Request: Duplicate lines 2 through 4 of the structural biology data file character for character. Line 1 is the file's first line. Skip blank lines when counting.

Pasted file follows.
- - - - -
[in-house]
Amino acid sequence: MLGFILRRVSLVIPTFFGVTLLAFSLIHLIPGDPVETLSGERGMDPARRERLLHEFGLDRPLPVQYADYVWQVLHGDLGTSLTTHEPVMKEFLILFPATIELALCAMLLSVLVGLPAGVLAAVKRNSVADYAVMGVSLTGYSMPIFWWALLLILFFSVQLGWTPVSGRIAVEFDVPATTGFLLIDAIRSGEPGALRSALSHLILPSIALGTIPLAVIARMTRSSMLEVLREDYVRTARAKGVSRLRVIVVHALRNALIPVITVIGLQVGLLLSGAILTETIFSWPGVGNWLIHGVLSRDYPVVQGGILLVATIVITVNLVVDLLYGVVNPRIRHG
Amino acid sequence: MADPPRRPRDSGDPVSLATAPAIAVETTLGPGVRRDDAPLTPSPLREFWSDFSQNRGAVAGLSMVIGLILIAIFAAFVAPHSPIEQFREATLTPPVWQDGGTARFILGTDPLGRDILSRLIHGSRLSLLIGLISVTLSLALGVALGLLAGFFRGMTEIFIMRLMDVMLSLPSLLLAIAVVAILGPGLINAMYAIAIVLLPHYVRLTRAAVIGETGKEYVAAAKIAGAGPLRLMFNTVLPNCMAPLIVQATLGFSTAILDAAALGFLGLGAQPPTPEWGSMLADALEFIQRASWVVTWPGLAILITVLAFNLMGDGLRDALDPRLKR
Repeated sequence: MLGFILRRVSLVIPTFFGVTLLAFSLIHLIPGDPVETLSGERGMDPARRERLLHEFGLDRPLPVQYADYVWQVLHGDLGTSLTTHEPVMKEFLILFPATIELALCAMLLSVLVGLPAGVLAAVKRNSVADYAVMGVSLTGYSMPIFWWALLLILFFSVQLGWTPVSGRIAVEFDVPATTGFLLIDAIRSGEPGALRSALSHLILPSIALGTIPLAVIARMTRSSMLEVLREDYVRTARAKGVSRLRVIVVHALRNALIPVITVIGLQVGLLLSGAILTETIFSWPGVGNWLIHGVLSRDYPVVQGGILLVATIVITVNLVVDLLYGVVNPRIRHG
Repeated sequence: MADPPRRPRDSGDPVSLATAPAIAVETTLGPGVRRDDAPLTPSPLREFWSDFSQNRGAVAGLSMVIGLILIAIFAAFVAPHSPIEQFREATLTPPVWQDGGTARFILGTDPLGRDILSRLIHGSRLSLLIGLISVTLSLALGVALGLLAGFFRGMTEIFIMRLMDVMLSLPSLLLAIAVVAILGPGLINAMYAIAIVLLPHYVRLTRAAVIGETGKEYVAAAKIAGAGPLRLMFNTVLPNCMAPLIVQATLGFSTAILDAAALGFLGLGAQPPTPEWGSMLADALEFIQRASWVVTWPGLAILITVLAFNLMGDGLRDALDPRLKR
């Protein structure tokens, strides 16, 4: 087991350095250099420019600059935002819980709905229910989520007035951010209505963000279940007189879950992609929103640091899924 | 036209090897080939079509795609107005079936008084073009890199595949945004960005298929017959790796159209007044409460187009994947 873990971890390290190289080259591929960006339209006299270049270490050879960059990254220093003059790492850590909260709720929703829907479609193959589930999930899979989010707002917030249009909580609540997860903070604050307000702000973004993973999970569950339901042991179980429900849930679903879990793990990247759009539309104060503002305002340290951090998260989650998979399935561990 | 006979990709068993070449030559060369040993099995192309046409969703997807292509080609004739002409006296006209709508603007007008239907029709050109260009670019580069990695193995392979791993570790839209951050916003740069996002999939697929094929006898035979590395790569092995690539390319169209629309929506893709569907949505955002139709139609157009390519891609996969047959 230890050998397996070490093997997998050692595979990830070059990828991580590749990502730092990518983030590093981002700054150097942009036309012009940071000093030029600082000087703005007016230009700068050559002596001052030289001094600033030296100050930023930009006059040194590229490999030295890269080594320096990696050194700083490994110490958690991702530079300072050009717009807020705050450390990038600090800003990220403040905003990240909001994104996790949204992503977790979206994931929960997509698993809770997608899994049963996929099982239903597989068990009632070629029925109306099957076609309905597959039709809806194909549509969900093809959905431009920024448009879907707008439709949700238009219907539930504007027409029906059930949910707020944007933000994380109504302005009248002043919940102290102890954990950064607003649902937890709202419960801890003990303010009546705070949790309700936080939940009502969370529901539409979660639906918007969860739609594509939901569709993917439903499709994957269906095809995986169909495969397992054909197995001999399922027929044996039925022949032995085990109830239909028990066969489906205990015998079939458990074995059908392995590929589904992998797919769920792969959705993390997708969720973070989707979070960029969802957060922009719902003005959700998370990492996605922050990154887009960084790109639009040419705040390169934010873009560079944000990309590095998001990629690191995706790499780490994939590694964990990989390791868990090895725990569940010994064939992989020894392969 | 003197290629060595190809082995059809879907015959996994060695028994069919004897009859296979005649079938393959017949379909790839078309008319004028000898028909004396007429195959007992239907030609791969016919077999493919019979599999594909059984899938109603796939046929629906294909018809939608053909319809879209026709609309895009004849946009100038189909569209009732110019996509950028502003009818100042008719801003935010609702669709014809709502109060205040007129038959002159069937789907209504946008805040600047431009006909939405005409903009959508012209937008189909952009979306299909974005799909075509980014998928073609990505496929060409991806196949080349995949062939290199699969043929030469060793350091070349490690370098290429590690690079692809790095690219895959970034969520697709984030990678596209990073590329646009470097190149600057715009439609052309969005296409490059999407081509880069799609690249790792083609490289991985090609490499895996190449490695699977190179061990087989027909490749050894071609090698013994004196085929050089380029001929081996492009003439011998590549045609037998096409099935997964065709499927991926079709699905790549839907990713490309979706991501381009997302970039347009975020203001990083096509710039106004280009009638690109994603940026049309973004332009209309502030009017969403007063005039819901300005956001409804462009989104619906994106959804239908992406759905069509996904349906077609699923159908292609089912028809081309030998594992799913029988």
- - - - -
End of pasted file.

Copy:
Amino acid sequence: MLGFILRRVSLVIPTFFGVTLLAFSLIHLIPGDPVETLSGERGMDPARRERLLHEFGLDRPLPVQYADYVWQVLHGDLGTSLTTHEPVMKEFLILFPATIELALCAMLLSVLVGLPAGVLAAVKRNSVADYAVMGVSLTGYSMPIFWWALLLILFFSVQLGWTPVSGRIAVEFDVPATTGFLLIDAIRSGEPGALRSALSHLILPSIALGTIPLAVIARMTRSSMLEVLREDYVRTARAKGVSRLRVIVVHALRNALIPVITVIGLQVGLLLSGAILTETIFSWPGVGNWLIHGVLSRDYPVVQGGILLVATIVITVNLVVDLLYGVVNPRIRHG
Amino acid sequence: MADPPRRPRDSGDPVSLATAPAIAVETTLGPGVRRDDAPLTPSPLREFWSDFSQNRGAVAGLSMVIGLILIAIFAAFVAPHSPIEQFREATLTPPVWQDGGTARFILGTDPLGRDILSRLIHGSRLSLLIGLISVTLSLALGVALGLLAGFFRGMTEIFIMRLMDVMLSLPSLLLAIAVVAILGPGLINAMYAIAIVLLPHYVRLTRAAVIGETGKEYVAAAKIAGAGPLRLMFNTVLPNCMAPLIVQATLGFSTAILDAAALGFLGLGAQPPTPEWGSMLADALEFIQRASWVVTWPGLAILITVLAFNLMGDGLRDALDPRLKR
Repeated sequence: MLGFILRRVSLVIPTFFGVTLLAFSLIHLIPGDPVETLSGERGMDPARRERLLHEFGLDRPLPVQYADYVWQVLHGDLGTSLTTHEPVMKEFLILFPATIELALCAMLLSVLVGLPAGVLAAVKRNSVADYAVMGVSLTGYSMPIFWWALLLILFFSVQLGWTPVSGRIAVEFDVPATTGFLLIDAIRSGEPGALRSALSHLILPSIALGTIPLAVIARMTRSSMLEVLREDYVRTARAKGVSRLRVIVVHALRNALIPVITVIGLQVGLLLSGAILTETIFSWPGVGNWLIHGVLSRDYPVVQGGILLVATIVITVNLVVDLLYGVVNPRIRHG